China, a permanent veto-wielding council member and North Korea’s protector on the 15-nation panel, backed the council’s “presidential statement,” which was adopted unanimously.
U.N. diplomats said the council’s relatively quick agreement on a declaration condemning Pyongyang signaled Beijing’s irritation with its hermit neighbor over a satellite launch last week that North Korea had been widely urged not to carry out.
“The Security Council strongly condemns the 13 April 2012 (local time) launch by the Democratic People’s Republic of Korea (DPRK),” the statement said.
“The Security Council demands that the DPRK (North Korea) not proceed with any further launches using ballistic missile technology and comply with (Security Council) resolutions ... by suspending all activities related to its ballistic missile program,” it said.
The council declaration also demands that North Korea “abandon all nuclear weapons and existing nuclear programs in a complete, verifiable and irreversible manner ... and not conduct any further launches that use ballistic missile technology, nuclear tests or any further provocation.”
It concludes with a warning to Pyongyang that the council is prepared to take further steps if necessary.
“The Security Council expresses its determination to take action accordingly in the event of a further DPRK launch or nuclear test,” it said.
U.S. Ambassador to the United Nations Susan Rice, who is the Security Council president this month, told reporters that Monday’s decision showed how united the world was.
“The swift and unanimous adoption of this strong presidential statement shows that the international community is united in sending a clear message to North Korea that such provocations are serious and totally unacceptable,” she said.
“The Security Council made clear that there will be consequences for any future North Korean launch or nuclear test,” she said.
She said the statement was tougher than one the council issued after North Korea’s April 2009 missile launch. The 2009 statement said the council “condemns” the launch, while Monday’s declaration said it “strongly condemns” Pyongyang.
Rice described the council statement as calling for “new sanctions,” though what it actually urges is an expansion of the list of firms, individuals and goods the Security Council blacklisted after North Korea’s 2006 and 2009 nuclear tests.
Under those measures, North Korea is banned from using, developing or importing ballistic missile and nuclear technologies.
Rice said the U.S. delegation would soon propose a “robust package” of names of individuals and companies to be added to the existing U.N. blacklist, along with additional goods that North Korea would be banned from importing.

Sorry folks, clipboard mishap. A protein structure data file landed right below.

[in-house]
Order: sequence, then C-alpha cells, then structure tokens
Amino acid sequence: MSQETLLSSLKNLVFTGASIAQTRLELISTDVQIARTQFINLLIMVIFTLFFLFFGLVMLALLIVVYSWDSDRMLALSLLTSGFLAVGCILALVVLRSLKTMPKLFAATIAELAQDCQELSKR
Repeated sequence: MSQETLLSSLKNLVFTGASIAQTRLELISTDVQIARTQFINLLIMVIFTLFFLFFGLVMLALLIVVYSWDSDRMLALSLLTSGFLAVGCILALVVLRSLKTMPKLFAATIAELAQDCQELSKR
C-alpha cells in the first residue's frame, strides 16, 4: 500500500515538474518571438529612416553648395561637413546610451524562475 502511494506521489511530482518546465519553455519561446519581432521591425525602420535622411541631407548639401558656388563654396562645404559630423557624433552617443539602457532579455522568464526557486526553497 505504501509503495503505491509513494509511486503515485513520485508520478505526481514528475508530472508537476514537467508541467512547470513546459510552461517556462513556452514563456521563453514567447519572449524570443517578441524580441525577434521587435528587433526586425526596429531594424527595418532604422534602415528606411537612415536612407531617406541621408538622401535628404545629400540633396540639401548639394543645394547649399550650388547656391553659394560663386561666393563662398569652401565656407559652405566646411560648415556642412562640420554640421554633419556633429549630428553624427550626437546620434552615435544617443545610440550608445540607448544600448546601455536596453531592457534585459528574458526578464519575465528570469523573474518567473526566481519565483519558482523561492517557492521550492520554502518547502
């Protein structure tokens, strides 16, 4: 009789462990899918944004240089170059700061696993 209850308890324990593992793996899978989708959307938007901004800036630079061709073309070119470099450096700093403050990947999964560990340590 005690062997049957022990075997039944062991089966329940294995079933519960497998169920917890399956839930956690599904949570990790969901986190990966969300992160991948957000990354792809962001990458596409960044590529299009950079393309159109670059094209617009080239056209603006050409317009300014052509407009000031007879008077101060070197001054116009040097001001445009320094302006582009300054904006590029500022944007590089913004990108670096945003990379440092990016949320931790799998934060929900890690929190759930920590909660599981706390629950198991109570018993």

The statement does not result in an immediate expansion of the North Korea sanctions regime. Rather it instructs the U.N. sanctions committee to expand its existing sanctions blacklist within 15 days and to review that list annually.
The committee, which includes all 15 council members and works on the basis of consensus, will have to take a separate decision on expanding the U.N. blacklist. China will therefore have an opportunity to thwart any push for adding new names to the North Korea sanctions list if it chooses to do so.
Asked whether she expected Pyongyang to explode another atomic device in defiance of the council, Rice said North Korea followed its 2006 and 2009 missile launches with nuclear tests.
“Clearly the potential for that pattern to persist is one that all members of the international community are mindful of and think would be a disastrous course for the North to pursue,” she said. “It will only lead to the North’s increased isolation.”
North Korea admitted its long-range rocket failed to deliver a satellite into orbit on Friday while U.S. and South Korean officials said it crashed into the sea a few minutes after launch.
While the statement called for tightening existing U.N. sanctions, diplomats said no council member had seriously pushed the idea of imposing new sanctions on Pyongyang in retaliation for the launch, something China and Russia would have opposed.
The existing U.N. blacklist of sanctioned firms and individuals includes those linked to Pyongyang’s nuclear and missile industries.
Country's PMI reaches 57 in November
The project also features, at a height of 263 metres, the highest solar energy tower on the planet